Roses

Roses

From “Under the Tree”

There are few things more immediate than a rose. The colours, the scent, the softness of the petals, the thorns. A rose is as fragile as a life.

On an early autumn morning, the sun shines through a stand of beech trees and across the small, partly enclosed garden. In the middle of the garden is a rectangular pond, around which runs a path and an outer ring of rose bushes.

I am walking my mum around the garden. She can’t actually walk anymore, but she loves to get out. I’m getting pretty good with the wheelchair. She’s lost a lot of weight, so it’s easier than it should have been.

We stop every so often so she can look at something that has caught her eye. There is a peach coloured rose by the top end of the pond. A beam of sunlight is just catching the top of the flower heads. They glow bright, as if they have been filled with some new energy.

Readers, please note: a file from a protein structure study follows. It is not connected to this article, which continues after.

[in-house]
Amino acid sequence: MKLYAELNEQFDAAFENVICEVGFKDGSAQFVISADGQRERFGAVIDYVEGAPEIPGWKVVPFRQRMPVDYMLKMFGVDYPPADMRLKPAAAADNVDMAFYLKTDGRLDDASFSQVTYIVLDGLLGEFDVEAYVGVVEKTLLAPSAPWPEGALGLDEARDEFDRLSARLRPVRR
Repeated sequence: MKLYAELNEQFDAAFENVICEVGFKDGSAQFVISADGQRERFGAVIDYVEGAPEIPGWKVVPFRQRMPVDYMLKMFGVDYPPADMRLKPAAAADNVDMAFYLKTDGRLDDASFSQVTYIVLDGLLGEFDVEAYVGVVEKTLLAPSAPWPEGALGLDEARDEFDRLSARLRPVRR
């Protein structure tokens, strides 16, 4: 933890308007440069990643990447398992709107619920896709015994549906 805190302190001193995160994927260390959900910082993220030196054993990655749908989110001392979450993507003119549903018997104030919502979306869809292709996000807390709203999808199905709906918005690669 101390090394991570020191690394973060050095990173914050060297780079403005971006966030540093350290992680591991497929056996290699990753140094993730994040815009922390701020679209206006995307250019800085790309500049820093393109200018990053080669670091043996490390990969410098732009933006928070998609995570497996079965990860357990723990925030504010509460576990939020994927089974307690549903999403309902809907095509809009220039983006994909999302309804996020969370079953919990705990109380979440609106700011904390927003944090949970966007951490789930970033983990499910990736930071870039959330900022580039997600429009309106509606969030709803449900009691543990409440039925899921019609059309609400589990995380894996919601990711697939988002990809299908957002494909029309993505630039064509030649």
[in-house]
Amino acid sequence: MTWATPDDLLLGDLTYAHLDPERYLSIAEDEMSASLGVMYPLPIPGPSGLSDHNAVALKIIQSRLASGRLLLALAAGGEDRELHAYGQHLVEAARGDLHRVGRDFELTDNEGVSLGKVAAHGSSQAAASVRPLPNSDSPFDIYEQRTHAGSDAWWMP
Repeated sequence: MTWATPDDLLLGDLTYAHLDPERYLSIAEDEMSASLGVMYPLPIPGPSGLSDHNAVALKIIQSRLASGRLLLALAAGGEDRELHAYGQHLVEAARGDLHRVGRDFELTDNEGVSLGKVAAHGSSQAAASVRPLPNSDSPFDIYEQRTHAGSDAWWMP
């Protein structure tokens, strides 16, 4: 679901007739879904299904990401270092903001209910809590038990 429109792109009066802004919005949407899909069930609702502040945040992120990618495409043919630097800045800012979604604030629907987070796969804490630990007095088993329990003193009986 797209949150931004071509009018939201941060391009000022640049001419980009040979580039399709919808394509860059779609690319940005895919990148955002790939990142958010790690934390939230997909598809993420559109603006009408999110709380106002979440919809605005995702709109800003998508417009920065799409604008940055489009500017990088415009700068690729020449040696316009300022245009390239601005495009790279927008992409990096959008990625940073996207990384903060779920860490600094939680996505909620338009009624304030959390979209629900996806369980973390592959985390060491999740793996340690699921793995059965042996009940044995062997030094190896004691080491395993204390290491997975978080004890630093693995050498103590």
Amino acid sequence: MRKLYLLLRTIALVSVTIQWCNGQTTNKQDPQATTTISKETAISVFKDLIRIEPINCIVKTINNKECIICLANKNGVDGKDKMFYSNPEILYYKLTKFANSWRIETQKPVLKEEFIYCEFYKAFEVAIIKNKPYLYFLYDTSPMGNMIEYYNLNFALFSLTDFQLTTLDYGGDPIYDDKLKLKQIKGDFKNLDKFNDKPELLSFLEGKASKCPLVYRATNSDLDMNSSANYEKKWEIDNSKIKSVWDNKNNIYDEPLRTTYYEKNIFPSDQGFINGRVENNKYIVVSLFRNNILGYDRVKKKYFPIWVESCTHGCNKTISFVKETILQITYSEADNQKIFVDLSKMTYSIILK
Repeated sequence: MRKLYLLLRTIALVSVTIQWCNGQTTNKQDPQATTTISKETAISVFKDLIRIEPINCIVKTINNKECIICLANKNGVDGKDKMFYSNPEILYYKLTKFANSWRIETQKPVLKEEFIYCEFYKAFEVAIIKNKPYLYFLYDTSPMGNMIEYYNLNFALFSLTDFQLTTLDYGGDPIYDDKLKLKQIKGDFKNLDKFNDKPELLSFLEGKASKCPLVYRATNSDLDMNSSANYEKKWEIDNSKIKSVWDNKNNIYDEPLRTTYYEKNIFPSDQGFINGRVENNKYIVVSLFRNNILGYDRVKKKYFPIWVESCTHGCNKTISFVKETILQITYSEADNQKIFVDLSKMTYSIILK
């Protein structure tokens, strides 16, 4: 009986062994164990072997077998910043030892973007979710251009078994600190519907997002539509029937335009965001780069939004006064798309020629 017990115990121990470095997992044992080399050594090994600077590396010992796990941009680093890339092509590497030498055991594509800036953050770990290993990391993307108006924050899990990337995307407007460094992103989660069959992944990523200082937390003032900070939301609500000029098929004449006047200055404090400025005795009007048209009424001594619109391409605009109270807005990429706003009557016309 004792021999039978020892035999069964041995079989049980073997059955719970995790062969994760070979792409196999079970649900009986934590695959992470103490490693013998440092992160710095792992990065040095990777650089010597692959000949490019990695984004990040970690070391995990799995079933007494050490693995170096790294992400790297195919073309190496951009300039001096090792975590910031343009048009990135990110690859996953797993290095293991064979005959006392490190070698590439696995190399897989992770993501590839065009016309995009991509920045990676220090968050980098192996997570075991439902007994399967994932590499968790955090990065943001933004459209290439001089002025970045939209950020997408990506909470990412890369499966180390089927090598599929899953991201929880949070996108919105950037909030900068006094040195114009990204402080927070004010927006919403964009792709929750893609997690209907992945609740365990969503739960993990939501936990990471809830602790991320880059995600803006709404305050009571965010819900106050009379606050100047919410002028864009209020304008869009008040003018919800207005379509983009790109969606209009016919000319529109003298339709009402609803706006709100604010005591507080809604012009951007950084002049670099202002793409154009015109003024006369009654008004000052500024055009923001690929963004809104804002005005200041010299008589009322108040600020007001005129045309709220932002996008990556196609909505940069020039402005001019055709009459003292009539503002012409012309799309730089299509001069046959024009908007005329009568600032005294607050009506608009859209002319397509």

My mum smiles. It is a distant smile, brought from a lifetime away. It is full of a childlike delight. She stares at the roses, enchanted, until the sun moves around. Then she turns to me, still smiling.

Around each rose bush there is a scattering of newly fallen petals. We head back into the hospice. She was beginning to get a bit chilly.

It is true: there are few things more immediate than a rose. But the memory of a rose: as long as I have breath, I’ll remember that.

 

(Text from the book “Under the Tree” © 2018 gavin r jones. Images © the estate of audrey jones)

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